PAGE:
Bharti seems to have it all. She has the striking expressions of an actor, the grace of a dancer, and the potential to develop her girlish presence into one of a great performer. Yet something is lacking, holding her back from the places her talent may take her.
On the surface, Bharti’s home life shines compared to her neighbors in Ramapir no Tekro, the largest slum area in Ahmedabad. The moment you cross the threshold of her home in the tekro, the background changes from dusty, barren slum-land, to glossy, tiled-floor. Bharti’s family owns a computer, bought by her grandparents as an investment in the education of Bharti and her siblings, and a refrigerator, a sign of wealth in the crowded, poverty-laden chalis, or alleyways.
Though Bharti is happy, enjoying the masti and mischief of youth in the tekro, her story reveals difficulties – some she understands, and others she does not.
She explains that her mother fell very ill when her youngest brother, Mehul, was born three years ago. For months, she was in and out of the hospital, experiencing seizure and faintness. Bharti’s eldest sister, Payal, studying in the 8th standard at the time, dropped out of school to take care of their mother and manage the household work.
When Payal later decided that she wanted to continue her studies, her father did not support her wish. As he explains, the circumstances in the household, including Bharti’s sickly mother and her 3-year old brother, have not allowed Payal to return to school.
“Who would stay home and take care of the housework?” he asks.
The contrast between Bharti’s colorful childhood, highlighted by experiences in Manav Sadhna and EKATVA, and Payal’s seemingly lost childhood, are stark, but underrated.
Though Bharti doesn’t dwell on her sister’s circumstances, she worries that her parents fight often, creating tension in their home.
“I try to make them stop,” Bharti says, with genuine adolescent angst. “I tell them they should act like adults, rather than small children.” But her parents do not see, or choose not to acknowledge, that their quarrelling has an effect on their children.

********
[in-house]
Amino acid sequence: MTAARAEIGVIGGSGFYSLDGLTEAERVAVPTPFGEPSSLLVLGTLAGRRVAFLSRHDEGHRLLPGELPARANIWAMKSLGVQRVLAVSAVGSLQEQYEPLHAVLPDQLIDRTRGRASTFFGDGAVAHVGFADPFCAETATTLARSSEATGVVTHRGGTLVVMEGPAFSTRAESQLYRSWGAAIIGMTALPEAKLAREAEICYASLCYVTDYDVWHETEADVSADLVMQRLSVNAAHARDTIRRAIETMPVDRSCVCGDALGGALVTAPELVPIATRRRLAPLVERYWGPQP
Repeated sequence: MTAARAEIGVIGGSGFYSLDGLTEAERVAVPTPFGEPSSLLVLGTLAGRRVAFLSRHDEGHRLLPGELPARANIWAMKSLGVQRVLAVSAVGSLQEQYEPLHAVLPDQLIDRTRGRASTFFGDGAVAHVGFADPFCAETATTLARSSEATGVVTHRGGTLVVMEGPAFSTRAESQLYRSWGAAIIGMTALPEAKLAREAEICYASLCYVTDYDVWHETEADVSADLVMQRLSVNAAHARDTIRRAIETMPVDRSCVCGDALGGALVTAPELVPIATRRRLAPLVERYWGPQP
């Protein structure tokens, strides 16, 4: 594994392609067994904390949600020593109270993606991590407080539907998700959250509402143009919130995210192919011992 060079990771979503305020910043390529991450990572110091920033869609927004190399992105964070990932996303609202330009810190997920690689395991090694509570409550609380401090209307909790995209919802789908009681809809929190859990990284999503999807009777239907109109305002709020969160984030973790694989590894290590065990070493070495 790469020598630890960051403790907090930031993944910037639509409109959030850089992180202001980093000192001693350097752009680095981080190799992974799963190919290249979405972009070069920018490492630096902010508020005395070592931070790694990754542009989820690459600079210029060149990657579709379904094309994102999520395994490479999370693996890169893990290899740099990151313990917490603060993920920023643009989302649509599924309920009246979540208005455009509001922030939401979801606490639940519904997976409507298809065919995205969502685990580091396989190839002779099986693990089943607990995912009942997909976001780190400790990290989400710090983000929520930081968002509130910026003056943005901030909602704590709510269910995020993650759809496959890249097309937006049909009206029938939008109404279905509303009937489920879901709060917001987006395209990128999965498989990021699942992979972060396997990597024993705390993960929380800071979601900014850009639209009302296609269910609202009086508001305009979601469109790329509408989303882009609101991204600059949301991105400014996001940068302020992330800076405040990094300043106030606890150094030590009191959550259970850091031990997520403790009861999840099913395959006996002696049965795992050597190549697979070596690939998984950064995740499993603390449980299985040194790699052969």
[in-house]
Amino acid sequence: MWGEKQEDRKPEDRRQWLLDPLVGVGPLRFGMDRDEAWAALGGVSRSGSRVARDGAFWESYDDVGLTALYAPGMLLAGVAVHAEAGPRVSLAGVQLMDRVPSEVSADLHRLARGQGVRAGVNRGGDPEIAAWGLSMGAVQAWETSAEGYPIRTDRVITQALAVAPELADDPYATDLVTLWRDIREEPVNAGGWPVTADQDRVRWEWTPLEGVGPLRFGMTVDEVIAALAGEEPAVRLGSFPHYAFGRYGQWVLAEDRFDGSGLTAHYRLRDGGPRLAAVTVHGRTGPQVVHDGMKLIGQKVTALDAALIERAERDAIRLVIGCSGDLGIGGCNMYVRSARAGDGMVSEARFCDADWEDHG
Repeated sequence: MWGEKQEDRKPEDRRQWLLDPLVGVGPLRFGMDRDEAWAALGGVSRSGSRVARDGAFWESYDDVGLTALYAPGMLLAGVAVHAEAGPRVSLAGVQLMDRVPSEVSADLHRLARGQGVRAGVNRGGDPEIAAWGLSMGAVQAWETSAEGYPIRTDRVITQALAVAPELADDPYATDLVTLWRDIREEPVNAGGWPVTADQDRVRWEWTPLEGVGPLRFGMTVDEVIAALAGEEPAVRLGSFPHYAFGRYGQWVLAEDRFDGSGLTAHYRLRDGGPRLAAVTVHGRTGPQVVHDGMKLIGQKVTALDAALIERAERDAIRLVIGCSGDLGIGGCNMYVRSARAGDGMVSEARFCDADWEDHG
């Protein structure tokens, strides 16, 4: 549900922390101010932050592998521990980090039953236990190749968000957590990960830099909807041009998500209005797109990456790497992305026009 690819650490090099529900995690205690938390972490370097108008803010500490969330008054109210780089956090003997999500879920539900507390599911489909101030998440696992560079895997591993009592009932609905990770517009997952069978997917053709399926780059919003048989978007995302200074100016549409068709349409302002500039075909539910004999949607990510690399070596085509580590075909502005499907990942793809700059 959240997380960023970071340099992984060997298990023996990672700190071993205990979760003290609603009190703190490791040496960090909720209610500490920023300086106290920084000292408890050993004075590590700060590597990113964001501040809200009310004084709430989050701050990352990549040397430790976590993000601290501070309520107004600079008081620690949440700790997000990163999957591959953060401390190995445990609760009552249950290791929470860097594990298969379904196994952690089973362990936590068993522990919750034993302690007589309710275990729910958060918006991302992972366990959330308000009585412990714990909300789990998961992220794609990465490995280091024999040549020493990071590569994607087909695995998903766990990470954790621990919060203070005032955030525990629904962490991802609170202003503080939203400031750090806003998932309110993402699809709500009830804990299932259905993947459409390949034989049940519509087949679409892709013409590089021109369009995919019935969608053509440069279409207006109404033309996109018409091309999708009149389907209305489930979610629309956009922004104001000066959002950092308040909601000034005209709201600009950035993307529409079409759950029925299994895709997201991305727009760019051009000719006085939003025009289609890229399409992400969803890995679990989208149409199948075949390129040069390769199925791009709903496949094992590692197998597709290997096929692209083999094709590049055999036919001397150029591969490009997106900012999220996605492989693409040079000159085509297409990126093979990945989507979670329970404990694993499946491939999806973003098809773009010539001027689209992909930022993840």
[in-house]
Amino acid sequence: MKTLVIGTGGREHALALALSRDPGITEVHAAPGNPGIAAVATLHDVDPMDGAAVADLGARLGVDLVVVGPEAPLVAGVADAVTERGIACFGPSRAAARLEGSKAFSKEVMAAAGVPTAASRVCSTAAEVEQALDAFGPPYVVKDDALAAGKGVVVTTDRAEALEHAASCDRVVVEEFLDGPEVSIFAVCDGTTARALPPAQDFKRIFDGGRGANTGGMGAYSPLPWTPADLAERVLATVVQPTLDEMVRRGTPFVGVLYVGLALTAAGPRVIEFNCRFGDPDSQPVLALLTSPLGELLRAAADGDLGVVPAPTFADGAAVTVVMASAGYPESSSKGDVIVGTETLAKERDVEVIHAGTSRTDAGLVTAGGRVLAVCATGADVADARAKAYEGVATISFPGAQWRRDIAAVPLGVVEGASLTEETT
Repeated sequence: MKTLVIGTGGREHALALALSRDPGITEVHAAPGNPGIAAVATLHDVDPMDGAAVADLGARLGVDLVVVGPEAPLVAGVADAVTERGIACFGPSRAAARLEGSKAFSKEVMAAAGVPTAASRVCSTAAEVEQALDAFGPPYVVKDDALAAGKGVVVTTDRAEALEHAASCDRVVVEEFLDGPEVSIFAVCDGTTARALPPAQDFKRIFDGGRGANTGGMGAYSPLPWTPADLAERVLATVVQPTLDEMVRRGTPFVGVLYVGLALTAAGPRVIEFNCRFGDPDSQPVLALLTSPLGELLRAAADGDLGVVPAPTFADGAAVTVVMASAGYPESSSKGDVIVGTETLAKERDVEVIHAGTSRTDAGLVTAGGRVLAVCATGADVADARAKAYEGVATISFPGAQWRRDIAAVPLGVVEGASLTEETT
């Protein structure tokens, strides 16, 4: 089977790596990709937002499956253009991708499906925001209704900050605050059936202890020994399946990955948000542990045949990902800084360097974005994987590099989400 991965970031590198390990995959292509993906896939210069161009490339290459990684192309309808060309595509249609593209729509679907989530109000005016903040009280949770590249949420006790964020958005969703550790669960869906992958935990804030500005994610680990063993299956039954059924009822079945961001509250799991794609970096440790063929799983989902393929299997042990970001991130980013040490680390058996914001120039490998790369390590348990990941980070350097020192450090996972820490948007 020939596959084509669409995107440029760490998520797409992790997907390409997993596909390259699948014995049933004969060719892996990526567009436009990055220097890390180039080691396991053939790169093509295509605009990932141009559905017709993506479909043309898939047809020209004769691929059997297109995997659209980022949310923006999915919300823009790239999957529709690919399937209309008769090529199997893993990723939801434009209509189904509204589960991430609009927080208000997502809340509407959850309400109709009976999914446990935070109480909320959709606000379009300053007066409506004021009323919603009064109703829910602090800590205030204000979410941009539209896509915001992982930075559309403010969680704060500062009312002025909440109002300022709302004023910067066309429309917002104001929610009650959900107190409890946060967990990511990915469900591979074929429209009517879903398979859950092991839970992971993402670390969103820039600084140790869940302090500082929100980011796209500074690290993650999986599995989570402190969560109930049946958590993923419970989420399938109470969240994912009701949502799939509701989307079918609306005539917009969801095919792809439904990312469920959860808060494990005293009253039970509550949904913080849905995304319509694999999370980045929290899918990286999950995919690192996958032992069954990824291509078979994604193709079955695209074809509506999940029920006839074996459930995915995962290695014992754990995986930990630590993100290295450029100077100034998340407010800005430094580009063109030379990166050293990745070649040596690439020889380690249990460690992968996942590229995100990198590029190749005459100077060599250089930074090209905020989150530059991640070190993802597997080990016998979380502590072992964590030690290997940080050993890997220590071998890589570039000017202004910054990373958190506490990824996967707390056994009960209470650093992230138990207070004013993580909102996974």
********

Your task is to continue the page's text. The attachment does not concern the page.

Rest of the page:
“Family members will always fight,” Bharti’s father says. “That’s just the way it is. When Bharti tells us to stop, I say, ‘Fine, we’ll put off today’s fighting for tomorrow.’” He laughs, making light of the issue.
The conflict and relative wealth in her home have added elements ego and friction to Bharti’s otherwise charming personality. At EKATVA dance rehearsal, she sometimes lacks focus. She shows less ambition than her peers to perfect her performance.
In an environment like the tekro, prosperity is an abstract term. To one family, wealth refers to their herd to goats; to their neighbors, wealth is the ability to afford electricity. In such a resource-poor setting, the perception of wealth depends on the priorities of the beholder, and the attitude with which one discloses his possessions and lifestyle.
Within Bharti’s family, seemingly prosperous with their modern possessions, symptoms of poverty exist in Payal’s interrupted education, and the household tensions caused by the often-fighting mother and father.
Bharti describes EKATVA as an experience that has changed her completely.
“I’ve learned about ekta [unity],” she says. “I’ve learned that when we show love to all people, regardless of age, religion, or caste, everyone benefits.”
Only time will tell if the values Bharti is learning in her journey with EKATVA, will add prosperity to the features of her home life that bear qualities of poverty, and help her realize the wealth of talent she has been gifted.